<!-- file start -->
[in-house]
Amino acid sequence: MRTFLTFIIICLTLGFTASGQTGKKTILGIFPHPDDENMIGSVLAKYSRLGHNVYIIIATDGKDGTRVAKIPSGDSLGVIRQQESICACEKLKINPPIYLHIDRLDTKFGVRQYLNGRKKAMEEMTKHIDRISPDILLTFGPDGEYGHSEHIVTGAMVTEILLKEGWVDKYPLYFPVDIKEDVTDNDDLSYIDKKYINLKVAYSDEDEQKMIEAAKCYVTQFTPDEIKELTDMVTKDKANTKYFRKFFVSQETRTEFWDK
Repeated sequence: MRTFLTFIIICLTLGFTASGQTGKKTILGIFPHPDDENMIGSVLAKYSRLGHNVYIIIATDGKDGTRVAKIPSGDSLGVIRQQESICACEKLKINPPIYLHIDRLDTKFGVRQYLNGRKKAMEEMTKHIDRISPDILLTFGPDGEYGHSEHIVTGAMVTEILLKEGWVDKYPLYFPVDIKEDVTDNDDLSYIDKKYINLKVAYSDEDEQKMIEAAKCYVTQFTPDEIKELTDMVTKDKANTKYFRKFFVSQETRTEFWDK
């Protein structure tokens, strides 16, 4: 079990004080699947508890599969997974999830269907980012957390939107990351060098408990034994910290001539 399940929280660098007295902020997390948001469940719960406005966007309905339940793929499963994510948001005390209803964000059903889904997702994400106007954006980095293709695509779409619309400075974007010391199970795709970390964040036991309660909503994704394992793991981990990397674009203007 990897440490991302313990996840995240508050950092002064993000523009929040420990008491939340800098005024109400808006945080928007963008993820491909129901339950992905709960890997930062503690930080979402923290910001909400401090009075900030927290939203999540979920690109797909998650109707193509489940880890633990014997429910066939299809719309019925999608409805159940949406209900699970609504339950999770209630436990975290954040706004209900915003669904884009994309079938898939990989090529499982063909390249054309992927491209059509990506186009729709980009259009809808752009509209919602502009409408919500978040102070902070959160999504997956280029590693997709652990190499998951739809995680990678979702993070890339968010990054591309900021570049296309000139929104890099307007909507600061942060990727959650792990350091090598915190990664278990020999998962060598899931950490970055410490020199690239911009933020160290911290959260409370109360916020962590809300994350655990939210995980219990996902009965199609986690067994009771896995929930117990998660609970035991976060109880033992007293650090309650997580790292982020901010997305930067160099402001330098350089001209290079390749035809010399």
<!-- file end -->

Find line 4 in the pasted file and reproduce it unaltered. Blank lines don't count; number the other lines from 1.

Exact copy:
């Protein structure tokens, strides 16, 4: 079990004080699947508890599969997974999830269907980012957390939107990351060098408990034994910290001539 399940929280660098007295902020997390948001469940719960406005966007309905339940793929499963994510948001005390209803964000059903889904997702994400106007954006980095293709695509779409619309400075974007010391199970795709970390964040036991309660909503994704394992793991981990990397674009203007 990897440490991302313990996840995240508050950092002064993000523009929040420990008491939340800098005024109400808006945080928007963008993820491909129901339950992905709960890997930062503690930080979402923290910001909400401090009075900030927290939203999540979920690109797909998650109707193509489940880890633990014997429910066939299809719309019925999608409805159940949406209900699970609504339950999770209630436990975290954040706004209900915003669904884009994309079938898939990989090529499982063909390249054309992927491209059509990506186009729709980009259009809808752009509209919602502009409408919500978040102070902070959160999504997956280029590693997709652990190499998951739809995680990678979702993070890339968010990054591309900021570049296309000139929104890099307007909507600061942060990727959650792990350091090598915190990664278990020999998962060598899931950490970055410490020199690239911009933020160290911290959260409370109360916020962590809300994350655990939210995980219990996902009965199609986690067994009771896995929930117990998660609970035991976060109880033992007293650090309650997580790292982020901010997305930067160099402001330098350089001209290079390749035809010399």